• Rev. Dr. Dale A. Young

Psalmist waits in darkness for answers

Psalm 130

Out of the depths I cry to you, O Lord.

Lord, hear my voice!

Let your ears be attentive

To the voice of my supplications!

If you, O Lord, should mark iniquities,

Lord, who could stand?

But there is forgiveness with you,

So that you may be revered.

I wait for the Lord, my soul waits,

And in his Word I hope;

My soul waits for the Lord

More than those who watch for the morning,

More than those who watch for the morning.

O Israel, hope in the Lord!

For with the Lord there is steadfast love,

And with him there is great power to redeem.

It is he who will redeem Israel

From all its iniquities.


The author is in deep pain and anguish, crying out to the Lord for answers. This is the desperate angst of someone who has suffered a severe shock or devastating loss that has shaken the foundations of meaning. It expresses a longing for answers—a longing for an explanation that will return the author to some sense of normal. Intuitively we know that answers will not come quickly or easily.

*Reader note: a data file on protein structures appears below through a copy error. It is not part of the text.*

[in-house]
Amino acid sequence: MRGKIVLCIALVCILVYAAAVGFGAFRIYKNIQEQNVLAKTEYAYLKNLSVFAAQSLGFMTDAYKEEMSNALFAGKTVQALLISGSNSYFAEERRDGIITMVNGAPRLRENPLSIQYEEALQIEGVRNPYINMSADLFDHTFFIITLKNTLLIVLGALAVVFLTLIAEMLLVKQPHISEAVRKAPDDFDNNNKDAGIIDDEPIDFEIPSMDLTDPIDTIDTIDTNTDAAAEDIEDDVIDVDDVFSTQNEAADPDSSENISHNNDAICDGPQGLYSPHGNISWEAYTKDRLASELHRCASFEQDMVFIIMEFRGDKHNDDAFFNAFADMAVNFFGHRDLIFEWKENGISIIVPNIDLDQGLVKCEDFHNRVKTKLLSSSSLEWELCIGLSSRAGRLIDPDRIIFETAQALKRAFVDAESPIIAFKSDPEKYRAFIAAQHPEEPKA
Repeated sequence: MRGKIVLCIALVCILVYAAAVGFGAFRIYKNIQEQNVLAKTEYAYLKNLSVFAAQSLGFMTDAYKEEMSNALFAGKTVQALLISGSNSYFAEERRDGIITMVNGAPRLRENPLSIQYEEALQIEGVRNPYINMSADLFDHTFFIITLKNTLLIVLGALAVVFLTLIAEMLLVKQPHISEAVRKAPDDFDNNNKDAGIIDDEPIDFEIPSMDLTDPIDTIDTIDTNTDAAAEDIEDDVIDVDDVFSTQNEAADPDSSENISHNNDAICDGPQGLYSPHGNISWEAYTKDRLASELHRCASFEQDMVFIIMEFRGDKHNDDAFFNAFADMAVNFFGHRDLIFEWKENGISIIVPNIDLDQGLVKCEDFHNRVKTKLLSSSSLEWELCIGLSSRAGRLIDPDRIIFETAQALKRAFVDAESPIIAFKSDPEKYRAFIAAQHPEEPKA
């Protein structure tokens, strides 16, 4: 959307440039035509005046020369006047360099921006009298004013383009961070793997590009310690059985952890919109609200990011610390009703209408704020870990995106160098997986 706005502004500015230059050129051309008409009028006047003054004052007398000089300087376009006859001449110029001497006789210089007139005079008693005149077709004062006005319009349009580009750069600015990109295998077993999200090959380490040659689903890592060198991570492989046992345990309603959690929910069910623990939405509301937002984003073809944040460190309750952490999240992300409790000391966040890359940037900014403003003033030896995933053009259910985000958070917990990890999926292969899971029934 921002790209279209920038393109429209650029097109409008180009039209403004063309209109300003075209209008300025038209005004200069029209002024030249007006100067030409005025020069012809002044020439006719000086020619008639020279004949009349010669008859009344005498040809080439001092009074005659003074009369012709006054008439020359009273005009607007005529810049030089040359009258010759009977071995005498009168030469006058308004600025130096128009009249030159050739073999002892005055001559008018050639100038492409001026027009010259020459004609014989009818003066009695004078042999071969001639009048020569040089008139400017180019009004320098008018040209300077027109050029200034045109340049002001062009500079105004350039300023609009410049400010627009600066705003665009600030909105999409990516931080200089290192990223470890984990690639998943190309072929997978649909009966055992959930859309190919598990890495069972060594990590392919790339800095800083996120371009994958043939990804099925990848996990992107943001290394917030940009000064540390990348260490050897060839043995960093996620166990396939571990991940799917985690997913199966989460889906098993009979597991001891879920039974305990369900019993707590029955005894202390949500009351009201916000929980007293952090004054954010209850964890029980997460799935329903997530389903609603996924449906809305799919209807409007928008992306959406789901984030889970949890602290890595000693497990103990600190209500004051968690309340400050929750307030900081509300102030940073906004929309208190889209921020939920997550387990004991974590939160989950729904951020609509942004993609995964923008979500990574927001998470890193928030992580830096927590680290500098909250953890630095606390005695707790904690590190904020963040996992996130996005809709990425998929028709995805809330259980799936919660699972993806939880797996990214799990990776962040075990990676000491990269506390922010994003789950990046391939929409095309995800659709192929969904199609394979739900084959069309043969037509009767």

We know that when we experience this depth of grief, we are not prepared to hear or accept answers even if they appeared in bold before us. We know that this deep pain launches us on a journey that we never desired nor ever wished on our worst enemy, but answers will not come until we take that long road that leads us through more pain before healing our wounds.


And so, the author says, “I wait for the Lord, my soul waits, and in his Word I hope…” This too is a longing for answers, but with a clear recognition that the answers can really only come from the Author of Life. It is a longing with hope, perhaps the first positive word in this entire lament. Hope resides in spiritual territory. Hope is not an appeal to reason or logic. Hope implies a relationship of trust; leaning on the Lord who in the end is trustworthy and will not forsake the one who hopes. Like one who experiences the “Dark night of the soul,” the author currently experiences darkness, pain and anguish, as one who tosses and turns all night, waiting for the dawn.


And then, the verse that strikes me as the core, “My soul waits for the Lord, more than those who watch for the morning, more than those who watch for the morning.” That is the verse that is pregnant with hope. The despair of the night will give way to relief as light overcomes the darkness. The dawn cannot be hurried. Waiting with hope is the one action required. As long as the night lingers on…waiting is all that the soul can do. We know that in the end there will be recompense for one who waits, “for with the Lord there is steadfast love.” This is the hope that sustains us.